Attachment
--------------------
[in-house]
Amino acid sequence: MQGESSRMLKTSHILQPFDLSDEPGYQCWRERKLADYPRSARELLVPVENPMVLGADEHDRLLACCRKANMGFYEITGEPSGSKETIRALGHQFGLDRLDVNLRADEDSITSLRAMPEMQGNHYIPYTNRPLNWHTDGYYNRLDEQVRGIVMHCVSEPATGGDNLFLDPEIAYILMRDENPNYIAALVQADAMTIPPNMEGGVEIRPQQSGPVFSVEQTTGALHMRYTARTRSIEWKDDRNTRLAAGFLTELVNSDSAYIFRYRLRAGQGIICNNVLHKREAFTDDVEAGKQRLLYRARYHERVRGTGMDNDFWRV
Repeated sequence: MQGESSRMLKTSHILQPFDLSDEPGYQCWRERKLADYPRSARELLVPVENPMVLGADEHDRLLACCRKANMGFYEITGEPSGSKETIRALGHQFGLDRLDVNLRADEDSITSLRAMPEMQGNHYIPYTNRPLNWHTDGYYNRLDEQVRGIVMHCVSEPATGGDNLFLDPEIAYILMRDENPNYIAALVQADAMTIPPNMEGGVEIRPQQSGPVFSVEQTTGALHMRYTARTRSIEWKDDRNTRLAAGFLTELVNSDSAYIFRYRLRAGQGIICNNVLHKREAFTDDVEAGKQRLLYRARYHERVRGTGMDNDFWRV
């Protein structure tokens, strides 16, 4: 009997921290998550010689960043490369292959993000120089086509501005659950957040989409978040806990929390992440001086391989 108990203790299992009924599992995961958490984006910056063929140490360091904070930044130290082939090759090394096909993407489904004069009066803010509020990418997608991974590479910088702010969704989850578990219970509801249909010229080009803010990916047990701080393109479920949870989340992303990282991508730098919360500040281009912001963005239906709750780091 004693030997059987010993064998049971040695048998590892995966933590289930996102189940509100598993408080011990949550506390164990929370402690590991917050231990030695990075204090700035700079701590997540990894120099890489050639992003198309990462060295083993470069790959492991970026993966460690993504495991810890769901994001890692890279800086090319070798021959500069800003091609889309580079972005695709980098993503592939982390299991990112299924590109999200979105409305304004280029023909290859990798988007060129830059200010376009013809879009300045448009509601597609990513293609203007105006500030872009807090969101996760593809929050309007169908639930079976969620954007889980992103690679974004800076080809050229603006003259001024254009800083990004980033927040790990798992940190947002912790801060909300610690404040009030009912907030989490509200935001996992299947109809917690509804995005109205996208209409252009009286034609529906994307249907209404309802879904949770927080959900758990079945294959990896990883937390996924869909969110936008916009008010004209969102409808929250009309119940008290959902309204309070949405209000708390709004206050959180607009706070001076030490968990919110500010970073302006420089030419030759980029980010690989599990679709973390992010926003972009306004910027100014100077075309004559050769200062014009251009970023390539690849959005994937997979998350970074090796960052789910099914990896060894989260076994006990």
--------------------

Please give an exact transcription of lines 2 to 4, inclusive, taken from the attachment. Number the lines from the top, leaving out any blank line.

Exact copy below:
Amino acid sequence: MQGESSRMLKTSHILQPFDLSDEPGYQCWRERKLADYPRSARELLVPVENPMVLGADEHDRLLACCRKANMGFYEITGEPSGSKETIRALGHQFGLDRLDVNLRADEDSITSLRAMPEMQGNHYIPYTNRPLNWHTDGYYNRLDEQVRGIVMHCVSEPATGGDNLFLDPEIAYILMRDENPNYIAALVQADAMTIPPNMEGGVEIRPQQSGPVFSVEQTTGALHMRYTARTRSIEWKDDRNTRLAAGFLTELVNSDSAYIFRYRLRAGQGIICNNVLHKREAFTDDVEAGKQRLLYRARYHERVRGTGMDNDFWRV
Repeated sequence: MQGESSRMLKTSHILQPFDLSDEPGYQCWRERKLADYPRSARELLVPVENPMVLGADEHDRLLACCRKANMGFYEITGEPSGSKETIRALGHQFGLDRLDVNLRADEDSITSLRAMPEMQGNHYIPYTNRPLNWHTDGYYNRLDEQVRGIVMHCVSEPATGGDNLFLDPEIAYILMRDENPNYIAALVQADAMTIPPNMEGGVEIRPQQSGPVFSVEQTTGALHMRYTARTRSIEWKDDRNTRLAAGFLTELVNSDSAYIFRYRLRAGQGIICNNVLHKREAFTDDVEAGKQRLLYRARYHERVRGTGMDNDFWRV
């Protein structure tokens, strides 16, 4: 009997921290998550010689960043490369292959993000120089086509501005659950957040989409978040806990929390992440001086391989 108990203790299992009924599992995961958490984006910056063929140490360091904070930044130290082939090759090394096909993407489904004069009066803010509020990418997608991974590479910088702010969704989850578990219970509801249909010229080009803010990916047990701080393109479920949870989340992303990282991508730098919360500040281009912001963005239906709750780091 004693030997059987010993064998049971040695048998590892995966933590289930996102189940509100598993408080011990949550506390164990929370402690590991917050231990030695990075204090700035700079701590997540990894120099890489050639992003198309990462060295083993470069790959492991970026993966460690993504495991810890769901994001890692890279800086090319070798021959500069800003091609889309580079972005695709980098993503592939982390299991990112299924590109999200979105409305304004280029023909290859990798988007060129830059200010376009013809879009300045448009509601597609990513293609203007105006500030872009807090969101996760593809929050309007169908639930079976969620954007889980992103690679974004800076080809050229603006003259001024254009800083990004980033927040790990798992940190947002912790801060909300610690404040009030009912907030989490509200935001996992299947109809917690509804995005109205996208209409252009009286034609529906994307249907209404309802879904949770927080959900758990079945294959990896990883937390996924869909969110936008916009008010004209969102409808929250009309119940008290959902309204309070949405209000708390709004206050959180607009706070001076030490968990919110500010970073302006420089030419030759980029980010690989599990679709973390992010926003972009306004910027100014100077075309004559050769200062014009251009970023390539690849959005994937997979998350970074090796960052789910099914990896060894989260076994006990």